"From the board's point of view, what we care passionately about is better customer service," Frantz said. He said the McDonald's proposal, chosen from among several competing plans, represents "the best in creativity and uniqueness, but more importantly ... the best in quality, service and experience."

The worker-retention law, passed last July, complicated negotiations with McDonald's last fall, delaying the contract signing by months. It requires McDonald's to give employees of HMS Host Corp., the present concessionaire, jobs for at least 90 days after HMS Host leaves. During that period, they may be fired "for cause" - that is, if they prove incompetent, insubordinate or dishonest. After the 90 days, they may be dismissed without cause.

When the bill was drafted, however, no one noticed - and the union says state officials didn't bother to point out - that HMS Host will continue managing part of the airport's concessions through March 2004.

That means the transition will occur gradually, as renovations in Bradley's main terminal conclude and airlines move operations out of the old Terminal B, where snack counters and bars will close. Current law requires McDonald's to offer displaced workers jobs only at the time the HMS Host contract expires.

Most new jobs, union organizer Debra Jordan said, will be filled by the time union workers see their jobs disappear.

Without protection, she argues, many will be thrust out of work. "The [2002] legislation was pegged to the date that the Host contract expires, and our people are going to be impacted by layoffs well before that," Jordan said.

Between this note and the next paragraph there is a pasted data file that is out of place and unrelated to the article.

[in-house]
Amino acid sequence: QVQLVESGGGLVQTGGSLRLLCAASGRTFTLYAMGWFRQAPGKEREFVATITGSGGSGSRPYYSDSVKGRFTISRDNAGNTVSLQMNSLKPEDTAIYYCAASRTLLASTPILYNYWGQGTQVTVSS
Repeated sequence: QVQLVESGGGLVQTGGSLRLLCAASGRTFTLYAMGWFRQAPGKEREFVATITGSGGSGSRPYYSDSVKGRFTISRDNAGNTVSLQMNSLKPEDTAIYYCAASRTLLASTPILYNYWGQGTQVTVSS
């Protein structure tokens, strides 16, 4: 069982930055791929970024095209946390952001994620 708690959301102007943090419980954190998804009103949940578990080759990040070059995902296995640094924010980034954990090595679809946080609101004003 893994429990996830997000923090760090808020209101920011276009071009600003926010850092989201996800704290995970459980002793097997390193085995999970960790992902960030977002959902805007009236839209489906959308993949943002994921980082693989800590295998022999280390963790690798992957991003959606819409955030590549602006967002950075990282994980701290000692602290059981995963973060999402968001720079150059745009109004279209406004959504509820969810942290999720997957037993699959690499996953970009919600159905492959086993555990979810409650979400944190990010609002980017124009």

On a national scale, the leadership of the Hotel and Restaurant Employees Union sees McDonald's as a threat.

Its website claims that "anti-union tactics" by McDonald's squelched a union local at the Smithsonian's National Air and Space Museum in Washington when the fast-food giant took over the food-service concession there.

Despite a local worker-retention law, the union says, the company closed for months of renovations, then offered union workers their jobs back at lower pay, "with McDonald's-style benefits." By then, many had moved on.

The website quotes union organizer Billy Easton as saying one goal at Bradley is to ensure "that the union continues to represent a majority of all the workers" - so Local 217 retains its bargaining power. Easton could not be reached for comment.

Byrnes, the transportation commissioner, said HMS Host workers are free to apply for jobs with McDonald's any time, but that could disrupt concessions that require staffing for another 11 months. Byrnes added that he thinks Bradley's food-service problems stem not only from poor management and training, but also from some lackluster employees.

The bottom line is that, to do the job better, McDonald's wants to pick its own workforce.

Imposing further legal obligations on the new concessionaire, Byrnes told lawmakers last month, "may cause significant detriment to the ability of McDonald's to operate its Bradley facilities in the manner that we expect."

A big liability, he added, is that the 2002 law already allows a fired food-service employee to sue the DOT. For the state, that injects a new layer of liability into forcing the new concessionaire to hire workers it may not want.